by Valerie Dillon

Therapists and hotlines report an increase in calls during the Christmas holidays. It is no surprise, given the heightened expectations we all have, the constant images of families together and rejoicing, our own memories of joyful Christmases past. But this year is different, because you have lost a loved one. It’s OK to feel confused and conflicted if you hear “Joy to the World” and feel little joy in your heart.

Healing won’t happen all at once. Grief therapists tell us that recovery from a painful loss is a slow process. But would you believe me if I suggested that despite your grief, Christmas this year could become a blessing, a time of hope for you and your family? That the pain you’re feeling will eventually ease, and even give way to the beginnings of healing and hope for future merrier Christmases? Here are a few of the steps I believe you can take to get to that point.

Gather your family together. A friend of mine lost her mother shortly before Christmas. She and her brothers lived some distance away, but returned to be with their father for his first holiday alone. They wanted to cheer him up, so they put up the tree and decorated it lavishly, as their mother had always done. The following year, they traveled again to be with their dad. They searched, unsuccessfully, for the tree and decorations. Only then did he tell them that the day they left, he threw out the tree and all its finery. He could not bear looking at it. Many families go through painful and unnecessary misunderstandings at Christmas because they haven’t taken the time to talk honestly and openly about the grief they’re feeling.

As you struggle with your grief, gather your family to talk about it and decide how to deal with the holidays. As your family talks and shares, be gentle but honest about your feelings. It’s better to know everyone’s expectations. And don’t be afraid to mention your loved one by name. Choose to make the holiday a celebration of his or her life. Christmas is a perfect time to cherish these memories.

Find your own way to grieve. Each family member will handle the loss of a loved one differently and move through the grief process at a different pace. No one can be responsible for another person’s recovery. But you can listen and support one another along the way.

Talk about the tough moments, the things that help, and what the hardest thing for you is at Christmas. Not only will this let your loved ones help, but it also allows you to hear your own feelings, which can be of significant help in understanding how you’re progressing.

Help children understand. Christmas this year may be an especially difficult and confusing time for youngsters, especially if this is their first experience of death. If, as the family gathers, or in the midst of Christmas excitement, children see you weeping in the corner or with a grief-stricken face, their joy will quickly turn to anxiety and confusion. Hold them close and tell them Christmas is going to be a little tough for you this year because you’re sad. Tell them you’re sad because someone you love dearly is gone. But also reassure them that it’s OK for them to feel happy and excited because Christmas has arrived. Tell them that in fact you want them to rejoice, and that your loved one would want the same thing, but that they shouldn’t be surprised if they see a tear on your face. Tell them tears are a good thing, because they remind us of how special our loved one is to us.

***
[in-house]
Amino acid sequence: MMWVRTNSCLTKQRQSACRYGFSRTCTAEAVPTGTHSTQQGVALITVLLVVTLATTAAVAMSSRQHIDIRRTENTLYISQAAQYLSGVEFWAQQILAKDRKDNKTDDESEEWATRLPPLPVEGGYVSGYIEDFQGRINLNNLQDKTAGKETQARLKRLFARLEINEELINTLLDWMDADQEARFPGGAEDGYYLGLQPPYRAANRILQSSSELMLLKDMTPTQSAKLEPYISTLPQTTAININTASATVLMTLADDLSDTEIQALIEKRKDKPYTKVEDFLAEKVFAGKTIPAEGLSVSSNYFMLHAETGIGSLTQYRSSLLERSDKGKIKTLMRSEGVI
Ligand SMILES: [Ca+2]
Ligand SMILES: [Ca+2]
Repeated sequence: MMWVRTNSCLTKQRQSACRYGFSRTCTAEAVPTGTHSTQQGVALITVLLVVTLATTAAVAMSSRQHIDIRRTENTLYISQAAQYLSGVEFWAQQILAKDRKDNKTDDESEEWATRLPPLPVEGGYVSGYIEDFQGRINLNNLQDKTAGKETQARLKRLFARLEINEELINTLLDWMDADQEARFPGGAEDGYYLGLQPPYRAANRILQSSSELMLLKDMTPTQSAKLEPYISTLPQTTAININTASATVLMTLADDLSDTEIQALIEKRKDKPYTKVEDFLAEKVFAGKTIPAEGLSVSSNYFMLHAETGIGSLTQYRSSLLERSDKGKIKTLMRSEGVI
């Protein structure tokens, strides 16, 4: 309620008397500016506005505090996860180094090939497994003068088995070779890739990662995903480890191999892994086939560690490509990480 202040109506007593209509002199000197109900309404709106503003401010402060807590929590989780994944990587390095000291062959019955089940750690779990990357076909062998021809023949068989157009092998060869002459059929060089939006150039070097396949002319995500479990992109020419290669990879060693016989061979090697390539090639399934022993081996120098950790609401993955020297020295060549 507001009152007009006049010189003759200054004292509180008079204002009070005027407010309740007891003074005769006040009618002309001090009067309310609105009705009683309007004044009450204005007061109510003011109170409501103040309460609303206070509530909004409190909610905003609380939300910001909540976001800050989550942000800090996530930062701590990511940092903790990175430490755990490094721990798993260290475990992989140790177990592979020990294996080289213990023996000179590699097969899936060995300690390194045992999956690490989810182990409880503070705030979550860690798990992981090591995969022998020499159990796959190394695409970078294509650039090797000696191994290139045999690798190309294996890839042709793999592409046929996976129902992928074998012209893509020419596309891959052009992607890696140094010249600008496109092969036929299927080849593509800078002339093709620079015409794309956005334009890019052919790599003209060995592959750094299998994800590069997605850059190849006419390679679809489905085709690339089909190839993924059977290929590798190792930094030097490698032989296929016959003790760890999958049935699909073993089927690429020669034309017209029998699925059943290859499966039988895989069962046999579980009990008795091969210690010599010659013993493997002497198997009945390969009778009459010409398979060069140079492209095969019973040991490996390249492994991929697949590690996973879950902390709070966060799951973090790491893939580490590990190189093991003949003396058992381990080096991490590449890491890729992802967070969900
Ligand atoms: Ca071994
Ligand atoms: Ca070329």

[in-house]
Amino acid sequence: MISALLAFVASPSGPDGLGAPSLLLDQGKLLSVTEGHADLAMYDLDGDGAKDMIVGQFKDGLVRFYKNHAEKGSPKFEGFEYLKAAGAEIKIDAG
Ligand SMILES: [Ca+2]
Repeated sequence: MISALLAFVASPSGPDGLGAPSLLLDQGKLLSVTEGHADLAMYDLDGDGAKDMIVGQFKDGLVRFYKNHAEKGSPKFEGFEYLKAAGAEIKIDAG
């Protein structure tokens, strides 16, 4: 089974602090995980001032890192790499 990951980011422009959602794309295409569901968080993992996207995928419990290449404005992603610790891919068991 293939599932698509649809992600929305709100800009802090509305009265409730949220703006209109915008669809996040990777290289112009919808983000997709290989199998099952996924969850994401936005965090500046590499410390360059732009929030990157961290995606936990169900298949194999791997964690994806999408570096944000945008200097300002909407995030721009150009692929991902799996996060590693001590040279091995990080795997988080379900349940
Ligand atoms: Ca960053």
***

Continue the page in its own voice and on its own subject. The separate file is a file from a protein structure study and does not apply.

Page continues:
Take steps to help yourself. During the holiday season, begin each day with a prayer. Put your grieving heart in God’s loving care and let God know that you are open to God’s will for you. Ask for God’s care and love to make you stronger each day. Ask for the gift of hope and peace.

Do something for someone who is alone, lonely, isolated, or in material need at the holidays. Offer some time as a volunteer visitor at a nursing home or hospital, in a local school, or at a soup kitchen. Think of your effort as a memorial you are offering to your loved one at the holidays.

Join a support group with others who are grieving. Support groups exist in virtually every community, and are often sponsored by churches, hospitals, neighborhood associations, and other organizations. Know that you are in good company. You can find others who understand what it is like to lose a loved one at this time of year.

Christmas will not be the same without your loved one. There is no getting around that fact. For the time being, know that the pain you feel in your heart, and your efforts to work through it and reach out to others at the holidays, are perhaps the greatest Christmas gifts you could ever give your loved one. And also know that the wisdom, strength, and peace you gain from your experience is the greatest Christmas gift your loved one could have left for you.

Excerpt from “Grieving at Christmas: A Family Guide” by CareNotes.

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